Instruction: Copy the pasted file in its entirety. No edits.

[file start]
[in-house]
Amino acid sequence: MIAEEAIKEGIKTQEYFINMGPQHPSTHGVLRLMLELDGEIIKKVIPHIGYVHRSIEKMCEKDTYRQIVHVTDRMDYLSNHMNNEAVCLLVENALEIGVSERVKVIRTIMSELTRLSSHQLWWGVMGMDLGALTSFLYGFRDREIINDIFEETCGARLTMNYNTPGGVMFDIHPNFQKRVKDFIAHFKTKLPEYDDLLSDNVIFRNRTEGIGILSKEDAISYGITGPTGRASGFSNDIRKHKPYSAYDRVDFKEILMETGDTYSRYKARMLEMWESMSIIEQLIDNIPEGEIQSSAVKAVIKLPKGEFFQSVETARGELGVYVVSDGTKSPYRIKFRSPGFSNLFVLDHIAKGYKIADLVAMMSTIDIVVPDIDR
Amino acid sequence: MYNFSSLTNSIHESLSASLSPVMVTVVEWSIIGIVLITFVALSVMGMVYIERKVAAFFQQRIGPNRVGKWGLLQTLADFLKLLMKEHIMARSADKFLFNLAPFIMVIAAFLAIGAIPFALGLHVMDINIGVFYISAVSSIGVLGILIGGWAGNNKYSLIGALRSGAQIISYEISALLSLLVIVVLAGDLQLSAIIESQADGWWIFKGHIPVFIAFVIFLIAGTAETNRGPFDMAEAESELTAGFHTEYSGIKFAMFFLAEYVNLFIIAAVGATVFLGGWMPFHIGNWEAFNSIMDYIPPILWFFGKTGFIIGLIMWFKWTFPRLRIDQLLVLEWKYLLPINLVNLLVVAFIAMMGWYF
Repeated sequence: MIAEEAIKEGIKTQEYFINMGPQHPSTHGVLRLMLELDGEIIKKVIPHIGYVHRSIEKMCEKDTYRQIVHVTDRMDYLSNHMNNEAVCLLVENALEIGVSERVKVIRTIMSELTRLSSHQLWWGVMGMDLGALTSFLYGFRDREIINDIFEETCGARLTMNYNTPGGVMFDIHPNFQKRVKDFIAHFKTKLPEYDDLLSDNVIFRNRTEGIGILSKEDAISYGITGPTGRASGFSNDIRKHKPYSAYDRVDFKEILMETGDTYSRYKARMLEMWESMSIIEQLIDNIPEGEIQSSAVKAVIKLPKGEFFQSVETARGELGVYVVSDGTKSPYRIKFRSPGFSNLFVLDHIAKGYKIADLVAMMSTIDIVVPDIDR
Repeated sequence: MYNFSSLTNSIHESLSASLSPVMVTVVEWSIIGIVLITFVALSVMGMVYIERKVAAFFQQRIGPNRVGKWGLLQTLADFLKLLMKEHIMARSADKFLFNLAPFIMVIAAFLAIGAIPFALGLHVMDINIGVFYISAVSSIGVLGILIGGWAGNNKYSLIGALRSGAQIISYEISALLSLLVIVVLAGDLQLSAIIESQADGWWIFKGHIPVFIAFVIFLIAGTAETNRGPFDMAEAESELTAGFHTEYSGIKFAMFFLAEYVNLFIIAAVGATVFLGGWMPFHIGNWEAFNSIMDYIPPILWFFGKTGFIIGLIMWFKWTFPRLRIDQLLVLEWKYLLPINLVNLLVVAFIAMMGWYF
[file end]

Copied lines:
[in-house]
Amino acid sequence: MIAEEAIKEGIKTQEYFINMGPQHPSTHGVLRLMLELDGEIIKKVIPHIGYVHRSIEKMCEKDTYRQIVHVTDRMDYLSNHMNNEAVCLLVENALEIGVSERVKVIRTIMSELTRLSSHQLWWGVMGMDLGALTSFLYGFRDREIINDIFEETCGARLTMNYNTPGGVMFDIHPNFQKRVKDFIAHFKTKLPEYDDLLSDNVIFRNRTEGIGILSKEDAISYGITGPTGRASGFSNDIRKHKPYSAYDRVDFKEILMETGDTYSRYKARMLEMWESMSIIEQLIDNIPEGEIQSSAVKAVIKLPKGEFFQSVETARGELGVYVVSDGTKSPYRIKFRSPGFSNLFVLDHIAKGYKIADLVAMMSTIDIVVPDIDR
Amino acid sequence: MYNFSSLTNSIHESLSASLSPVMVTVVEWSIIGIVLITFVALSVMGMVYIERKVAAFFQQRIGPNRVGKWGLLQTLADFLKLLMKEHIMARSADKFLFNLAPFIMVIAAFLAIGAIPFALGLHVMDINIGVFYISAVSSIGVLGILIGGWAGNNKYSLIGALRSGAQIISYEISALLSLLVIVVLAGDLQLSAIIESQADGWWIFKGHIPVFIAFVIFLIAGTAETNRGPFDMAEAESELTAGFHTEYSGIKFAMFFLAEYVNLFIIAAVGATVFLGGWMPFHIGNWEAFNSIMDYIPPILWFFGKTGFIIGLIMWFKWTFPRLRIDQLLVLEWKYLLPINLVNLLVVAFIAMMGWYF
Repeated sequence: MIAEEAIKEGIKTQEYFINMGPQHPSTHGVLRLMLELDGEIIKKVIPHIGYVHRSIEKMCEKDTYRQIVHVTDRMDYLSNHMNNEAVCLLVENALEIGVSERVKVIRTIMSELTRLSSHQLWWGVMGMDLGALTSFLYGFRDREIINDIFEETCGARLTMNYNTPGGVMFDIHPNFQKRVKDFIAHFKTKLPEYDDLLSDNVIFRNRTEGIGILSKEDAISYGITGPTGRASGFSNDIRKHKPYSAYDRVDFKEILMETGDTYSRYKARMLEMWESMSIIEQLIDNIPEGEIQSSAVKAVIKLPKGEFFQSVETARGELGVYVVSDGTKSPYRIKFRSPGFSNLFVLDHIAKGYKIADLVAMMSTIDIVVPDIDR
Repeated sequence: MYNFSSLTNSIHESLSASLSPVMVTVVEWSIIGIVLITFVALSVMGMVYIERKVAAFFQQRIGPNRVGKWGLLQTLADFLKLLMKEHIMARSADKFLFNLAPFIMVIAAFLAIGAIPFALGLHVMDINIGVFYISAVSSIGVLGILIGGWAGNNKYSLIGALRSGAQIISYEISALLSLLVIVVLAGDLQLSAIIESQADGWWIFKGHIPVFIAFVIFLIAGTAETNRGPFDMAEAESELTAGFHTEYSGIKFAMFFLAEYVNLFIIAAVGATVFLGGWMPFHIGNWEAFNSIMDYIPPILWFFGKTGFIIGLIMWFKWTFPRLRIDQLLVLEWKYLLPINLVNLLVVAFIAMMGWYF